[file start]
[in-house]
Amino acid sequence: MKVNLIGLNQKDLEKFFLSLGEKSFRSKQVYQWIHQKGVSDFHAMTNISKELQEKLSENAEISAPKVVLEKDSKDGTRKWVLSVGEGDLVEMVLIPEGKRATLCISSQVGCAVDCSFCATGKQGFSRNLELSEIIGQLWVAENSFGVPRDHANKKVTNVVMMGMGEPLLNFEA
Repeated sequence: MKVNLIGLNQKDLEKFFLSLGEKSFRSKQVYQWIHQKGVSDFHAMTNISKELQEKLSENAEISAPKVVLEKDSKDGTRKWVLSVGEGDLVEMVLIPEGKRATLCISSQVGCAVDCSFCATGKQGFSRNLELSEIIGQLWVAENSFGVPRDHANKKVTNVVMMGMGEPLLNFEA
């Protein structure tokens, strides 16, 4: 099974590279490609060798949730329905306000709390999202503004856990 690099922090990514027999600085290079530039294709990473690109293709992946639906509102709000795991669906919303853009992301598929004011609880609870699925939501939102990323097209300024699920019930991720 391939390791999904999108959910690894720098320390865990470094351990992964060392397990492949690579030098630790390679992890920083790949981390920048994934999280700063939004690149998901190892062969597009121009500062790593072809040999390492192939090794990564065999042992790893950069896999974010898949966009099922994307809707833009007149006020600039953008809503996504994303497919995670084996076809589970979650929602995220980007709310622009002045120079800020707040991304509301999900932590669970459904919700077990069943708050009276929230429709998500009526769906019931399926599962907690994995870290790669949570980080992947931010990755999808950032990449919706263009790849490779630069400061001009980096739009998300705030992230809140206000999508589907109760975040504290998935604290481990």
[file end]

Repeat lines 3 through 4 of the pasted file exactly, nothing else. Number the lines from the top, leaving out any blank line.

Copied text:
Repeated sequence: MKVNLIGLNQKDLEKFFLSLGEKSFRSKQVYQWIHQKGVSDFHAMTNISKELQEKLSENAEISAPKVVLEKDSKDGTRKWVLSVGEGDLVEMVLIPEGKRATLCISSQVGCAVDCSFCATGKQGFSRNLELSEIIGQLWVAENSFGVPRDHANKKVTNVVMMGMGEPLLNFEA
């Protein structure tokens, strides 16, 4: 099974590279490609060798949730329905306000709390999202503004856990 690099922090990514027999600085290079530039294709990473690109293709992946639906509102709000795991669906919303853009992301598929004011609880609870699925939501939102990323097209300024699920019930991720 391939390791999904999108959910690894720098320390865990470094351990992964060392397990492949690579030098630790390679992890920083790949981390920048994934999280700063939004690149998901190892062969597009121009500062790593072809040999390492192939090794990564065999042992790893950069896999974010898949966009099922994307809707833009007149006020600039953008809503996504994303497919995670084996076809589970979650929602995220980007709310622009002045120079800020707040991304509301999900932590669970459904919700077990069943708050009276929230429709998500009526769906019931399926599962907690994995870290790669949570980080992947931010990755999808950032990449919706263009790849490779630069400061001009980096739009998300705030992230809140206000999508589907109760975040504290998935604290481990």